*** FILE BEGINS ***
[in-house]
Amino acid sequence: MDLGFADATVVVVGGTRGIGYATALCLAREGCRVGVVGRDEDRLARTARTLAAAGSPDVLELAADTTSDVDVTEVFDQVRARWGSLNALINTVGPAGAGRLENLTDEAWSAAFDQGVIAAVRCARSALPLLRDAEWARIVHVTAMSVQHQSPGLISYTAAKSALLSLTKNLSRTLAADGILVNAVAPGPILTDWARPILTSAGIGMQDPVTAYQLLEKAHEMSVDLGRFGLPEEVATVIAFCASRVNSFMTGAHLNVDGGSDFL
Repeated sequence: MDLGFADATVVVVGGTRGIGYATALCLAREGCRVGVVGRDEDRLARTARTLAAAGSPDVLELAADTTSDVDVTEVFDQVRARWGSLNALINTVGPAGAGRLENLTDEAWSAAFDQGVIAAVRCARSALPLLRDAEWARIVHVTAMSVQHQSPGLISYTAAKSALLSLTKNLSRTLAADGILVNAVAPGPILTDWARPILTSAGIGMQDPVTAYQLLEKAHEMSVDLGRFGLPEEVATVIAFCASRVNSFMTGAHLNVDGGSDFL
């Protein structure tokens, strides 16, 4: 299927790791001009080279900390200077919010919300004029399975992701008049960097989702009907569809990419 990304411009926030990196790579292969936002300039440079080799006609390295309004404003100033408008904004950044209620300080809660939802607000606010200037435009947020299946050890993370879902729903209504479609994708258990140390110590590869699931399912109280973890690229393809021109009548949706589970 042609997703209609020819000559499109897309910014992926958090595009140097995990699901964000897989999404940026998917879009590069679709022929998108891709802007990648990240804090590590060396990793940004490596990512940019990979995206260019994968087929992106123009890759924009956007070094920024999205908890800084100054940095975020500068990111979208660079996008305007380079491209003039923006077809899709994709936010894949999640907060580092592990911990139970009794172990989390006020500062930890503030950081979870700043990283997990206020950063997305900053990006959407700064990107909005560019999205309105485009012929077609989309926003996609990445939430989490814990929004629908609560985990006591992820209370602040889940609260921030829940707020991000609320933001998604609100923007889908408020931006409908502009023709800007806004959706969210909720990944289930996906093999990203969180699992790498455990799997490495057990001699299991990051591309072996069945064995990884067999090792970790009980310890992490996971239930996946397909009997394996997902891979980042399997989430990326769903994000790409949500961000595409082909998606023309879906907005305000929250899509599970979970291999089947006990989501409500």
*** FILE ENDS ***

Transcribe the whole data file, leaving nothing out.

[in-house]
Amino acid sequence: MDLGFADATVVVVGGTRGIGYATALCLAREGCRVGVVGRDEDRLARTARTLAAAGSPDVLELAADTTSDVDVTEVFDQVRARWGSLNALINTVGPAGAGRLENLTDEAWSAAFDQGVIAAVRCARSALPLLRDAEWARIVHVTAMSVQHQSPGLISYTAAKSALLSLTKNLSRTLAADGILVNAVAPGPILTDWARPILTSAGIGMQDPVTAYQLLEKAHEMSVDLGRFGLPEEVATVIAFCASRVNSFMTGAHLNVDGGSDFL
Repeated sequence: MDLGFADATVVVVGGTRGIGYATALCLAREGCRVGVVGRDEDRLARTARTLAAAGSPDVLELAADTTSDVDVTEVFDQVRARWGSLNALINTVGPAGAGRLENLTDEAWSAAFDQGVIAAVRCARSALPLLRDAEWARIVHVTAMSVQHQSPGLISYTAAKSALLSLTKNLSRTLAADGILVNAVAPGPILTDWARPILTSAGIGMQDPVTAYQLLEKAHEMSVDLGRFGLPEEVATVIAFCASRVNSFMTGAHLNVDGGSDFL
């Protein structure tokens, strides 16, 4: 299927790791001009080279900390200077919010919300004029399975992701008049960097989702009907569809990419 990304411009926030990196790579292969936002300039440079080799006609390295309004404003100033408008904004950044209620300080809660939802607000606010200037435009947020299946050890993370879902729903209504479609994708258990140390110590590869699931399912109280973890690229393809021109009548949706589970 042609997703209609020819000559499109897309910014992926958090595009140097995990699901964000897989999404940026998917879009590069679709022929998108891709802007990648990240804090590590060396990793940004490596990512940019990979995206260019994968087929992106123009890759924009956007070094920024999205908890800084100054940095975020500068990111979208660079996008305007380079491209003039923006077809899709994709936010894949999640907060580092592990911990139970009794172990989390006020500062930890503030950081979870700043990283997990206020950063997305900053990006959407700064990107909005560019999205309105485009012929077609989309926003996609990445939430989490814990929004629908609560985990006591992820209370602040889940609260921030829940707020991000609320933001998604609100923007889908408020931006409908502009023709800007806004959706969210909720990944289930996906093999990203969180699992790498455990799997490495057990001699299991990051591309072996069945064995990884067999090792970790009980310890992490996971239930996946397909009997394996997902891979980042399997989430990326769903994000790409949500961000595409082909998606023309879906907005305000929250899509599970979970291999089947006990989501409500």